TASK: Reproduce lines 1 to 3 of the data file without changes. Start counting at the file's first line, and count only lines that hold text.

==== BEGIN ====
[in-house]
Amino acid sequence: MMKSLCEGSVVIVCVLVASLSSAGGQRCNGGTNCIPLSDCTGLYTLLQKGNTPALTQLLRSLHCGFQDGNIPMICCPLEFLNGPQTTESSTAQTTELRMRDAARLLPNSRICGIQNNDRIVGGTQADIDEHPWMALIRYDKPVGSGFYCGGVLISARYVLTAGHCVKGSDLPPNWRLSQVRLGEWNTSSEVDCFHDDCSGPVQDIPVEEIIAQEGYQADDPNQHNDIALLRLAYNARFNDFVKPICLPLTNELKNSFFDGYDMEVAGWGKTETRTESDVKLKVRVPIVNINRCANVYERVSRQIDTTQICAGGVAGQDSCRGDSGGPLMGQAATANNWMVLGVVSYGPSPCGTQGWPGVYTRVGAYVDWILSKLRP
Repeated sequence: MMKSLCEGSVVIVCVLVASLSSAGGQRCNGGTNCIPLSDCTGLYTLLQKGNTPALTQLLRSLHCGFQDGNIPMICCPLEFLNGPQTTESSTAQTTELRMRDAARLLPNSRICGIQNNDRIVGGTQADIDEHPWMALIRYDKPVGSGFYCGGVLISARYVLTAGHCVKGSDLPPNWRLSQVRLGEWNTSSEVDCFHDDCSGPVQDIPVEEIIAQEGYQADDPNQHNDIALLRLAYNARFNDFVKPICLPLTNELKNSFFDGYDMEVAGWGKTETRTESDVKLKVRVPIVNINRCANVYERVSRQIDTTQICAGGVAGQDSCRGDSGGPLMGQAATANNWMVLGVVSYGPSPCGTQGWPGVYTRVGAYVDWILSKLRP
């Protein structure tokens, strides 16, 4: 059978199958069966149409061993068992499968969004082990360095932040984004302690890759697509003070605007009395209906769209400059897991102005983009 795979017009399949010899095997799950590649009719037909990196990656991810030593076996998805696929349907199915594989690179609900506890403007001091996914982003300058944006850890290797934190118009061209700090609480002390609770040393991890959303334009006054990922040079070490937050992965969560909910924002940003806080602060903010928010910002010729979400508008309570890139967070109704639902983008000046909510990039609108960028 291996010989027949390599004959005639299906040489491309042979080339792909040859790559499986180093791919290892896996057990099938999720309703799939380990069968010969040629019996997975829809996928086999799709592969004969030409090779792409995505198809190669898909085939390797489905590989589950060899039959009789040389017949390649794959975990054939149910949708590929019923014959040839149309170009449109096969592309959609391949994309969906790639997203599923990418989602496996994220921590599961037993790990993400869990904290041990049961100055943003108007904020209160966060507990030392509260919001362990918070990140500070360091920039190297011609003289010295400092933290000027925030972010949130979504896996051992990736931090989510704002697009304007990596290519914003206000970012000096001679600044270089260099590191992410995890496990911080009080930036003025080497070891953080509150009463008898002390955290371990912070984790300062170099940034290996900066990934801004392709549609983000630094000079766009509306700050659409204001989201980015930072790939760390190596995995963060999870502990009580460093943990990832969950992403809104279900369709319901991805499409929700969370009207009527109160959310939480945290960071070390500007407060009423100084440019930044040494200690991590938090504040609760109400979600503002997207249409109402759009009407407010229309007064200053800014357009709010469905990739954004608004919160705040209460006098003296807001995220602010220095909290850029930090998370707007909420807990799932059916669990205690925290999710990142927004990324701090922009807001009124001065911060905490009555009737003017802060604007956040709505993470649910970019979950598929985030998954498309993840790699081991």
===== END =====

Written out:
[in-house]
Amino acid sequence: MMKSLCEGSVVIVCVLVASLSSAGGQRCNGGTNCIPLSDCTGLYTLLQKGNTPALTQLLRSLHCGFQDGNIPMICCPLEFLNGPQTTESSTAQTTELRMRDAARLLPNSRICGIQNNDRIVGGTQADIDEHPWMALIRYDKPVGSGFYCGGVLISARYVLTAGHCVKGSDLPPNWRLSQVRLGEWNTSSEVDCFHDDCSGPVQDIPVEEIIAQEGYQADDPNQHNDIALLRLAYNARFNDFVKPICLPLTNELKNSFFDGYDMEVAGWGKTETRTESDVKLKVRVPIVNINRCANVYERVSRQIDTTQICAGGVAGQDSCRGDSGGPLMGQAATANNWMVLGVVSYGPSPCGTQGWPGVYTRVGAYVDWILSKLRP
Repeated sequence: MMKSLCEGSVVIVCVLVASLSSAGGQRCNGGTNCIPLSDCTGLYTLLQKGNTPALTQLLRSLHCGFQDGNIPMICCPLEFLNGPQTTESSTAQTTELRMRDAARLLPNSRICGIQNNDRIVGGTQADIDEHPWMALIRYDKPVGSGFYCGGVLISARYVLTAGHCVKGSDLPPNWRLSQVRLGEWNTSSEVDCFHDDCSGPVQDIPVEEIIAQEGYQADDPNQHNDIALLRLAYNARFNDFVKPICLPLTNELKNSFFDGYDMEVAGWGKTETRTESDVKLKVRVPIVNINRCANVYERVSRQIDTTQICAGGVAGQDSCRGDSGGPLMGQAATANNWMVLGVVSYGPSPCGTQGWPGVYTRVGAYVDWILSKLRP